September Contract
2.846
2.871
2.853
Expired
Expired
October Contract
2.827
2.887
2.885
2.913
2.896
November Contract
2.949
3.003
3.010
3.030
3.011
*Avg. of NGI's reported prices for: Malin, PG&E Citygate, and Southern California Border Avg.
Source: NGI's Daily Gas Price Index
Natural gas futures prices
Natural gas liquids spot prices


U.S. natural gas supply - Gas Week: (8/25/16 - 8/31/16)
Average daily values (Bcf/d):
this week
last week
last year
Marketed production
81.1
81.6
82.5
Dry production
72.9
73.4
74.1
Net Canada imports
6.2
6.3
5.7
LNG pipeline deliveries
0.2
0.2
0.2
Total supply
79.3
79.9
80.0

Source: OPIS PointLogic Energy, an IHS Company
Note: LNG pipeline deliveries represent gas sendout from LNG import terminals.

U.S. natural gas consumption - Gas Week: (8/25/16 - 8/31/16)
Average daily values (Bcf/d):
this week
last week
last year
U.S. consumption
53.2
61.0
59.4
    Power
30.5
33.9
31.3
    Industrial
16.6
19.4
19.8
    Residential/commercial
6.1
7.7
8.3
Mexico exports
3.6
3.7
3.3
Pipeline fuel use/losses
5.7
6.5
6.4
LNG pipeline receipts
0.7
0.7
0.0
Total demand
63.2
71.9
69.0

Source: OPIS PointLogic Energy, an IHS Company
Note: LNG pipeline receipts represent pipeline deliveries to LNG export terminals.

Natural gas supply


Weekly natural gas rig count and average Henry Hub
Rigs
Fri, August 26, 2016
Change from
 
last week
last year
Oil rigs
406
2.5%
-39.8%
Natural gas rigs
83
0.0%
-60.7%
Miscellaneous
2
0.0%
0.0%
Rig numbers by type
Fri, August 26, 2016
Change from
 
last week
last year
Vertical
64
3.2%
-50.8%
Horizontal
382
1.9%
-43.6%
Directional
45
2.3%
-42.3%
Source: Baker Hughes Inc.


Working gas in underground storage
Stocks
billion cubic feet (Bcf)
Region
2016-08-26
2016-08-19
change
East
796
775
21
Midwest
904
875
29
Mountain
222
219
3
Pacific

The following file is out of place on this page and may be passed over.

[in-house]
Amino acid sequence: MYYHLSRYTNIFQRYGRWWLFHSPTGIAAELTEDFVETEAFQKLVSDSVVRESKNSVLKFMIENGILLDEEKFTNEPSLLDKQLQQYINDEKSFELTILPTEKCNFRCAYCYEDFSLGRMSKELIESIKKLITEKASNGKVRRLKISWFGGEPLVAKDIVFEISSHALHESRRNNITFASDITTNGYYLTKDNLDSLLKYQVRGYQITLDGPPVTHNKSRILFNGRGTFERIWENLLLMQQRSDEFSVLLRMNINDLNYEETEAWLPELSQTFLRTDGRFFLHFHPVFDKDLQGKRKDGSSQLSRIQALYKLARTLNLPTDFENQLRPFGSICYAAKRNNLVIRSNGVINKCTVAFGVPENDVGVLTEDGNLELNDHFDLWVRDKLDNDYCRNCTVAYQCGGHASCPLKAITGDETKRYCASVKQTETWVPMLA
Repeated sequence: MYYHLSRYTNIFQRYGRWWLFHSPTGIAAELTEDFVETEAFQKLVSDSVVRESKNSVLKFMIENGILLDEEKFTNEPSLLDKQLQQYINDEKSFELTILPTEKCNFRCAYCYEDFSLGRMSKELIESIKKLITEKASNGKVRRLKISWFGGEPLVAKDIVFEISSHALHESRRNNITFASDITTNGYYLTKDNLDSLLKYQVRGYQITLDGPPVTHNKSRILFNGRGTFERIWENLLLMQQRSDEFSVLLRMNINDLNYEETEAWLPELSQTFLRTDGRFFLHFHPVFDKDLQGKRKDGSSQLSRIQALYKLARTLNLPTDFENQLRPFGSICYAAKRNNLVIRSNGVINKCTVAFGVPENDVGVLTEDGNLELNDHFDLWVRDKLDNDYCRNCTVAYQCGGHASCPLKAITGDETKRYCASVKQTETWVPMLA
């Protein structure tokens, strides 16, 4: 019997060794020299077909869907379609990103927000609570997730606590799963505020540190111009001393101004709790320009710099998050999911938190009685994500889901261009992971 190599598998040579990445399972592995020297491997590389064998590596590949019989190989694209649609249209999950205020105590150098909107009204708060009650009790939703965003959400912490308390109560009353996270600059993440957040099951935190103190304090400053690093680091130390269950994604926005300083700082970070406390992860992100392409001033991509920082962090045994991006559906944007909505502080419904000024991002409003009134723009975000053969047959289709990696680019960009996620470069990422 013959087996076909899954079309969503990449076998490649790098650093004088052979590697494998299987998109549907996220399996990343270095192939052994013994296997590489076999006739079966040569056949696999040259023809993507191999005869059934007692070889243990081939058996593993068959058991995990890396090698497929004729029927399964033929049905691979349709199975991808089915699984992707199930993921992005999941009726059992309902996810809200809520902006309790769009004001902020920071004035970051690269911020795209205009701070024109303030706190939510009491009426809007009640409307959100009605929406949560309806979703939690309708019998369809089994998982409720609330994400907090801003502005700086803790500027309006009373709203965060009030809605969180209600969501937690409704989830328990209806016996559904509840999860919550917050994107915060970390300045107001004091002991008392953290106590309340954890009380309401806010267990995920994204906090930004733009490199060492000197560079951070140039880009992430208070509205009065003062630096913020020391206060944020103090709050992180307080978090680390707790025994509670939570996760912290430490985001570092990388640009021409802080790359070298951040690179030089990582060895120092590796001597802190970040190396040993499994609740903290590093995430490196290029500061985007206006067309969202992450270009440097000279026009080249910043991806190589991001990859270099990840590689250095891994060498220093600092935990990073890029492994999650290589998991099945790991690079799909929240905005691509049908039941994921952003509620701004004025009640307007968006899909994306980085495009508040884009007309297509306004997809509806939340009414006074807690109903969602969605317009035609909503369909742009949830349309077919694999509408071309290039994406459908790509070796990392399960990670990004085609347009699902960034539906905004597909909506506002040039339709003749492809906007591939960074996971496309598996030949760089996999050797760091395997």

310
310
0
South Central
1,169
1,171
-2
Total
3,401
3,350
51
Source: U.S. Energy Information Administration
Working gas in underground storage
Historical comparisons
Year ago
(8/26/15)
5-year average
(2011-2015)
Region
Stocks (Bcf)
% change
Stocks (Bcf)
% change
East
744
7.0
751
6.0
Midwest
802
12.7
822
10.0
Mountain
187
18.7
178
24.7
Pacific
345
-10.1
330
-6.1
South Central
1,085
7.7
987
18.4
Total
3,163
7.5
3,067
10.9
Source: U.S. Energy Information Administration


Temperature -- heating & cooling degree days (week ending Aug 25)
 
HDD deviation from:
 
CDD deviation from:
Region
HDD Current
normal
last year
CDD Current
normal
last year
New England
0
-5
0
55
28
-1
Middle Atlantic
0
-3
-2
61
21
14
E N Central
2
-4
-17
49
10
39
W N Central
5
-3
-16
45
-7
25
South Atlantic
0
-1
0
107
22
13
E S Central
0
0
-2
93
12
28
W S Central
0
0
0
111
-5
2
Mountain
9
-2
5
66
0
-9
Pacific
0
-5
0
62
20
1
United States
2
-3
-5
74
12
14
Note: HDD = heating degree-day; CDD = cooling degree-day

Source: National Oceanic and Atmospheric Administration

Average temperature (°F)

7-Day Mean ending Aug 25, 2016

Mean Temperature (F) 7-Day Mean ending Aug 25, 2016

Source: NOAA/National Weather Service

Deviation between average and normal (°F)

7-Day Mean ending Aug 25, 2016

Mean Temperature Anomaly (F) 7-Day Mean ending Aug 25, 2016

Source: NOAA/National Weather Service